On its label, Cold-FX promises to provide “immediate relief” from cold and flu symptoms. This reporter has a bottle (it expired last year but it is still half full because I didn’t experience any relief) that also claims it’s an “immune booster.”
“The word is out about Cold-FX and many Canadians want to be part of this class action,” says attorney John Green, a Vancouver lawyer and leading litigator in the Cold-FX lawsuit. “We told the court about a study that Afexa Life Sciences sat on for years but only came to light when the drug company was sued by a Vancouver man.”
Don Harrison in 2012 filed a claim against Valeant Pharmaceuticals, the makers of Cold-FX, and Afexa Life Sciences for promoting a false product. Valeant is a giant Quebec drug company that bought Afexa and its Cold-FX product in 2011.
Green is referring to a study that was conducted back in 2004 by Dr. Gerry Predy, a top Alberta public health official, who confirmed it was no more effective than a placebo. At that time, the supplement’s makers told consumers that Cold-FX would bring fast relief from colds, flu and viruses. But neither Predy nor the drugmakers disclosed the study results to the public.
“If this information was disclosed, it would have shut down Afexa Life Sciences,” says Green. And where is Health Canada in this? Green says that, although the study results were filed with the government, it is barred from making such proprietary information public. He does know that 58 adverse events have been filed with Health Canada. Interestingly, the medication didn’t get through the FDA’s gate to sell in the United States.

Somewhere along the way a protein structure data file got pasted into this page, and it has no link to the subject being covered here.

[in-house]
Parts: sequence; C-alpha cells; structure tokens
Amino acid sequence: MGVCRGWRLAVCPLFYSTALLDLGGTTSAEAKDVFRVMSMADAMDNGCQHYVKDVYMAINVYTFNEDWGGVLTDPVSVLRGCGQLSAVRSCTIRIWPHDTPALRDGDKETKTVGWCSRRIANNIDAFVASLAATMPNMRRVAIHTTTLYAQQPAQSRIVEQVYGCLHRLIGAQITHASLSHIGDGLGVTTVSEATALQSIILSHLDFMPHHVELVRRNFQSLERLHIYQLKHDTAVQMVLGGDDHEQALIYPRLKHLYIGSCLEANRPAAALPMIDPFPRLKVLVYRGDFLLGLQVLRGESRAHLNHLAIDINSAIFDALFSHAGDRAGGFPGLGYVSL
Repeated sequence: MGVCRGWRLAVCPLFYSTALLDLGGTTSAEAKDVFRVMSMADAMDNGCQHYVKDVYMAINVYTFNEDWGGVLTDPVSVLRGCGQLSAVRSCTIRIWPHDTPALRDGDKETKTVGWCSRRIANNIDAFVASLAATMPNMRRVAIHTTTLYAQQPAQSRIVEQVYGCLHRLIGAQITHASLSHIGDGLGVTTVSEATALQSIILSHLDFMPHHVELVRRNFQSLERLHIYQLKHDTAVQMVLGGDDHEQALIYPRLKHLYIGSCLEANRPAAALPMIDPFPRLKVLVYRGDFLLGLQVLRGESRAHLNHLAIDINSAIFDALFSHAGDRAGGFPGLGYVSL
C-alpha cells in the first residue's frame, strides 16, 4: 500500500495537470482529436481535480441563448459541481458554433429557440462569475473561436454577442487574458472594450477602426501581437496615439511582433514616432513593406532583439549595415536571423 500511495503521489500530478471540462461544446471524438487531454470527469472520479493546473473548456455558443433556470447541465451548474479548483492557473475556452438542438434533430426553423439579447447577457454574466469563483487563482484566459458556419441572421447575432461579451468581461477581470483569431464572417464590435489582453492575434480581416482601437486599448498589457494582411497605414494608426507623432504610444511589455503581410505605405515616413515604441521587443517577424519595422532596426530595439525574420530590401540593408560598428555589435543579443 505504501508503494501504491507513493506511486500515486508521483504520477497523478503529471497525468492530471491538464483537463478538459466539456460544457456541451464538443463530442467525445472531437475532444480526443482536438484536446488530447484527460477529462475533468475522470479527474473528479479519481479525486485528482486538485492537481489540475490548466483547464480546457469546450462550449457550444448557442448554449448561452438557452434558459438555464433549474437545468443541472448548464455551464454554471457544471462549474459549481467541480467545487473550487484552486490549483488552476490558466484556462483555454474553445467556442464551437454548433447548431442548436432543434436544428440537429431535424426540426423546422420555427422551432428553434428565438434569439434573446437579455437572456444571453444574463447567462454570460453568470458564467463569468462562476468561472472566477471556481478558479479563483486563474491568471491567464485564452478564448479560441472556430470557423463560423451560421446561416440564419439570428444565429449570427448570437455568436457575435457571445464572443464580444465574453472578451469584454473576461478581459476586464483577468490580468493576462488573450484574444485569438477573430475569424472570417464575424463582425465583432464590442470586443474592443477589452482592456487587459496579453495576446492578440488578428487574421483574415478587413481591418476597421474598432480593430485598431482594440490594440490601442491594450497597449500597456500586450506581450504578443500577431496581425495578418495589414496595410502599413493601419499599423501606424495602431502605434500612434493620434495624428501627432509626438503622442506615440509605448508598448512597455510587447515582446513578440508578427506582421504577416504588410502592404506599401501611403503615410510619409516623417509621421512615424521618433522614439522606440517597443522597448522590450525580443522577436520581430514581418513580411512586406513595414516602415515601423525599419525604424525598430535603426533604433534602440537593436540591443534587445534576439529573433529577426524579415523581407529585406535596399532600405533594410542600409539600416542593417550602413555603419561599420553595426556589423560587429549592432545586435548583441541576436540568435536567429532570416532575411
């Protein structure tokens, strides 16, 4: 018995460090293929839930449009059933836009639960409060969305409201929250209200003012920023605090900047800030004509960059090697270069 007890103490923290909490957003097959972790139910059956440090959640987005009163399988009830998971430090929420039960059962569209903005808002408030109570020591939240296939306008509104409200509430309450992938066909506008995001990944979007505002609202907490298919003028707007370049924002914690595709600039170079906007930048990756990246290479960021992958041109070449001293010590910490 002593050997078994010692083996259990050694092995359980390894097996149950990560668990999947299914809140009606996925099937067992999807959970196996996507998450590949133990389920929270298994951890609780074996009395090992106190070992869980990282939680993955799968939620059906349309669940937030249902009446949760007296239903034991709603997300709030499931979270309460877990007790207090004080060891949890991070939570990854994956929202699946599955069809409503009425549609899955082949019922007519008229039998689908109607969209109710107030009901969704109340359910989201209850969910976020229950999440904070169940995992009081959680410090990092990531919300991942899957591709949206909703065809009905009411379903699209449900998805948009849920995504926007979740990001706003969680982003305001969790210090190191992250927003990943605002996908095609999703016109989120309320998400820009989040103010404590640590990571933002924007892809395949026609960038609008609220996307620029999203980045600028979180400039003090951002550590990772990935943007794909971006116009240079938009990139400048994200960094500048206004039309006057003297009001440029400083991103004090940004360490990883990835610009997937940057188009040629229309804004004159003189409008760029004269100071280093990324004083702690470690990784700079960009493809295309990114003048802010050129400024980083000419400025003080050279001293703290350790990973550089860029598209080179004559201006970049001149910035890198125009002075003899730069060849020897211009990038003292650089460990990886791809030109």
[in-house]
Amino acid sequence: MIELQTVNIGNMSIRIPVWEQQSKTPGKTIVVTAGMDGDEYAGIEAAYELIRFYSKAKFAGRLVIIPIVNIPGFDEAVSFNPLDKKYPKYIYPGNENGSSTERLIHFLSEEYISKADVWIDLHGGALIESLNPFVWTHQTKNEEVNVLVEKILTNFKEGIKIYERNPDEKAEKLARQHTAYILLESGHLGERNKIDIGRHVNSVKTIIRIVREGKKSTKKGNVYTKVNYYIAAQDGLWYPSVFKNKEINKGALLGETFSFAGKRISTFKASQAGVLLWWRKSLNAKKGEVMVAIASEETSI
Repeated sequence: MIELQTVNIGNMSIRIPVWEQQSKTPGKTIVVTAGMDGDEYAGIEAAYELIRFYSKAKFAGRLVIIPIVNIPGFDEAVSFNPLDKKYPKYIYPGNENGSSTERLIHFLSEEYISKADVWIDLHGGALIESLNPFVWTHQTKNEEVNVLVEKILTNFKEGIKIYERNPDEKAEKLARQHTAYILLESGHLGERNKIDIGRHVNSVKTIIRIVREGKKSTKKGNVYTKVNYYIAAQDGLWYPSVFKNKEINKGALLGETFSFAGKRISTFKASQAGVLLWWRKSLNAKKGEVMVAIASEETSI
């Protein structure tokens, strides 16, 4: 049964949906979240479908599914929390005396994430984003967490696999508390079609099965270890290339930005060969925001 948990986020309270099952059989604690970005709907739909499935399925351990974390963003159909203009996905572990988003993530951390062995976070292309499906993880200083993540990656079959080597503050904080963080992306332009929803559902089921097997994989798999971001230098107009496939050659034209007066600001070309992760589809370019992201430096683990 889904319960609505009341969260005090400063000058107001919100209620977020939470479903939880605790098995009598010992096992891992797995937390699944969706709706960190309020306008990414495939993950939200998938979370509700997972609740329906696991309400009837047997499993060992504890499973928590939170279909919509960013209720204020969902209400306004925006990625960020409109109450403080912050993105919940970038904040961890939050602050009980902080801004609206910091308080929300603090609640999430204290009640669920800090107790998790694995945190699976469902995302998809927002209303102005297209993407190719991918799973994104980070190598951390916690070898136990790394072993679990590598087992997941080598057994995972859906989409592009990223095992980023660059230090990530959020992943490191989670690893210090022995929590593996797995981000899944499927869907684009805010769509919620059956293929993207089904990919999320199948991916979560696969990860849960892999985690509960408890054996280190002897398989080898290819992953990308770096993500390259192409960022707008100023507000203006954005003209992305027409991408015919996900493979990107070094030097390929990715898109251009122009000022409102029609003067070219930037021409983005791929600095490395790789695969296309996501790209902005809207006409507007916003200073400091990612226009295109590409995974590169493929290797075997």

“During the week of certification, the CBC aired a report on Cold-FX and I was contacted by about 50 people. Several people said they got sick and one person was sick for seven weeks after taking Cold-FX,” says Green.
“We have to get this over-the-counter medication off the market.”"After the report II was contacted by about 50 people, several of whom said they got sick
Green had health experts look at studies that Cold-FX claims they backed. There was no scientific evidence that the makers could support their claims. Further, professors in British Columbia and Alberta said the Predy study was “poor.”
“The defendants admitted they have a statement on their box that claims people can take Cold-FX for three days and their cold or flu symptoms will be improved,” says Green. “The point I made to the judge is that consumers relied on this statement. What if a drugmaker like Afexa makes a drug called Cancer-FX and promises to reduce chemotherapy effects? Many desperate patients would buy into this promise, to help their cancer and boost their immune system. Instead they could get sicker.”
Cold-FX has made about $500 million for the drug manufacturer. Green says that, even if the certification battle is lost, “We will fight it on punitive damages. We want to take away all the revenue Afexa and Valeant made on these products, so we will seek punitive damages of $500 million because this company was - allegedly - built on a lie.”
In British Columbia, every person who purchased Cold-FX containing the statements the suit claims are false are in the class. Green says the application for certification was filed in April and he expects to hear in the next six months or up to a year whether the class action will go ahead.